“Additionally, the administration must quickly finalize new environmental protections that reverse the most egregious harms of the Trump administration. These safeguards are critical to conserving our public lands and biodiversity, protecting our right to clean water, and giving us the tools to quickly build out clean energy infrastructure to address climate change. President Biden is right. We can’t rely on ancient ideas of the past. And we cannot wait,” Dillen said.

President Joe Biden greets members of Congress, his Cabinet, Supreme Court Justices and guests with a smile, March 7, 2024, House of Representatives, Washington, DC (Screengrab from video courtesy The White House)

Sierra Club spokesman Jonathan Berman said, “We can and must seize the future that President Biden, his administration, and Sierra Club’s millions of members and supporters have fought for. Together, we can and will build an economy for us, and build – and protect – a democracy that represents all of us.”

A Latino environmental group launched a Spanish-language TV ad linking the Biden administration’s climate initiatives to economic growth, jobs, clean air and lower energy costs, important issues for Hispanic voters ahead of the 2024 elections. Climate Power En Accion’s ad premiered on Univision during Biden’s State of the Union address and will continue to run.

“The clean energy plan is delivering real progress in our communities. Climate action is connected to every issue in our lives from our jobs, energy costs, health, and much more,” Antonieta Cádiz, deputy executive director of Climate Power En Acción, said.

The 30-second ad focuses on linking jobs, clean air and lower energy costs. Centering on clean energy, the ad calls the Biden administration’s climate push “historic progress.”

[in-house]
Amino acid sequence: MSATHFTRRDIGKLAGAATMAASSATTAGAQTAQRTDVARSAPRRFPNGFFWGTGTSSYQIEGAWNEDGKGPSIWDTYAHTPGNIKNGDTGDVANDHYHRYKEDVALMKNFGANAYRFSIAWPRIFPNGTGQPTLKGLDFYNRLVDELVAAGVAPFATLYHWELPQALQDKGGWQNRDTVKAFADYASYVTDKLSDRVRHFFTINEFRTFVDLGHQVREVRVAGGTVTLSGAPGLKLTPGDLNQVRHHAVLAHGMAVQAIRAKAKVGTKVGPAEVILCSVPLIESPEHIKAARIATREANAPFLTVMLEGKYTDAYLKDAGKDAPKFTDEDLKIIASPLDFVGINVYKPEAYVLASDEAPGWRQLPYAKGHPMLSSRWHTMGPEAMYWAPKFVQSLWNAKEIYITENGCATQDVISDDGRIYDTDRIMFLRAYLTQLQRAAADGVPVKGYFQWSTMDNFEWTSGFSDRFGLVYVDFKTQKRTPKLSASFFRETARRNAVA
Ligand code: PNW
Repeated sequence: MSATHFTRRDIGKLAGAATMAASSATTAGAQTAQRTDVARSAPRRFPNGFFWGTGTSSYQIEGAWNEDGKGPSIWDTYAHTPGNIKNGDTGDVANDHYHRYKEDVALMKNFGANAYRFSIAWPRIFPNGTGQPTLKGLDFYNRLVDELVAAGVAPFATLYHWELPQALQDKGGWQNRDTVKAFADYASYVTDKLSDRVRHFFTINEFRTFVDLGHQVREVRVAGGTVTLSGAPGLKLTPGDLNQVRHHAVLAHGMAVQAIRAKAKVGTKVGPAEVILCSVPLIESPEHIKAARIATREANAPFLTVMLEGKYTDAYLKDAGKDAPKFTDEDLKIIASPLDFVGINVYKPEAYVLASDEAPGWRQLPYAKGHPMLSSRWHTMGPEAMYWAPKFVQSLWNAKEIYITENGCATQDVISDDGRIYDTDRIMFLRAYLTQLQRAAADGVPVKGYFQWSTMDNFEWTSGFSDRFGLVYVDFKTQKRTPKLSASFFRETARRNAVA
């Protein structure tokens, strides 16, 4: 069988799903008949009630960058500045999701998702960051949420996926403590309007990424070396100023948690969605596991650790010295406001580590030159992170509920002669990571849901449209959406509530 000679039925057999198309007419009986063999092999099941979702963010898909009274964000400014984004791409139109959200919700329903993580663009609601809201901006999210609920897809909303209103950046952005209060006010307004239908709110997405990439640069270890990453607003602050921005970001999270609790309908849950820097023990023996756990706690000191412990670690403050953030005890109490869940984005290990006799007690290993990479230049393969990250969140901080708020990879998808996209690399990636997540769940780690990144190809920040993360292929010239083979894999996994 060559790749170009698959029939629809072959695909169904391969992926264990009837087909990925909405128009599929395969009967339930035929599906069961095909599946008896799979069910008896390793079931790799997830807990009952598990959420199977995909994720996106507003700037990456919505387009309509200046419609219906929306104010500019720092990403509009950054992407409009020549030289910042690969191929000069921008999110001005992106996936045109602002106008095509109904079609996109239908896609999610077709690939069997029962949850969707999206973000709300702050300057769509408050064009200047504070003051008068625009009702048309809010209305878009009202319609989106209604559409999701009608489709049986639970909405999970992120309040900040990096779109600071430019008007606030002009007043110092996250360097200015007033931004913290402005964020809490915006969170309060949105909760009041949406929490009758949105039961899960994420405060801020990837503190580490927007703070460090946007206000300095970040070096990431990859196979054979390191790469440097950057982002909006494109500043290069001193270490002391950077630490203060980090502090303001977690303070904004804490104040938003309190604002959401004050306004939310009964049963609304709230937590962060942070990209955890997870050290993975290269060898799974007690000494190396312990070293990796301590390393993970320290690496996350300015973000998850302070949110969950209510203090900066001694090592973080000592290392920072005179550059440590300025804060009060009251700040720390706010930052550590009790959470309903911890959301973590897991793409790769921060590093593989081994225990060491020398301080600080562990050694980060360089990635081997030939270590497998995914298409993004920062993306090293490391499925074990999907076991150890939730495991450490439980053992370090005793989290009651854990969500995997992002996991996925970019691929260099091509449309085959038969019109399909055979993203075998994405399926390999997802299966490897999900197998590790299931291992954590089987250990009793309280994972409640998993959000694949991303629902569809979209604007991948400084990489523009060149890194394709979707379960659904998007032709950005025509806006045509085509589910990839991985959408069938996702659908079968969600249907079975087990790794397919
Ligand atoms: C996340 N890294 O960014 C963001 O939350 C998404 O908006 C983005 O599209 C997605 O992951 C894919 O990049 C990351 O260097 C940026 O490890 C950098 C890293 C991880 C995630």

“Almost 260,000 new jobs have already been created to fuel our future,” says the ad’s narrator. “The evidence is clear: the Clean Power Plan does work, not only for the environment but for the well-being of our families.”

The economic-environmental link is significant because recent polling shows that Latinos are prioritizing economic concerns over the environment, an issue that’s historically been a top-five concern for Hispanics.

Antonieta Cadiz, deputy executive director, Climate Power En Acción, undated (Photo courtesy Antonieta Cadiz via LinkedIn)

According to an UnidosUS poll released in November, climate and the environment was a top-three priority for just nine percent of Latino voters, while inflation and the cost of living was a top-three issue for 54 percent of voters. The poll found that only six percent of Latinos are climate change deniers, and 48 percent believe climate change is a serious problem.

Climate Power En Acción says the ad will serve to keep the issue front and center, confronting the expected spreading of misinformation in Spanish. “Given the rampant levels of disinformation targeting Spanish-dominant Latinos, En Acción wanted to set the record straight and keep them informed about this important progress,” said Cádiz.

Then, at the very end of his State of the Union address, President Biden put in just a few more words about the climate while stating his vision of what the United States will become.

“To lead America, the land of possibilities, you need a vision for the future and what can and should be done. Tonight you’ve heard mine,” the President said. “I see a future where defending democracy, you don’t diminish it. I see a future where we restore the right to choose and protect other freedoms, not take them away.”

“I see a future where the middle class finally has a fair shot and the wealthy have to pay their fair share in taxes,” he told the assembled Congress members, government members, and guests.

“I see a future where we save the planet from the climate crisis and our country from gun violence.”

Biden said, “Above all, I see a future for all Americans. I see a country for all Americans. And I will always be a president for all Americans because I believe in America. I believe in you, the American people.”

Featured image: Biden’s joke at the start of his State of the Union address to Congress brought rare smiles to all faces: President Joe Biden, front; Vice President Kamala Harris, rear left; Speaker of the House Mike Johnson, a Louisiana Republican, March 7, 2024, House of Representatives, Washington, DC (Screengrab from video courtesy The White House)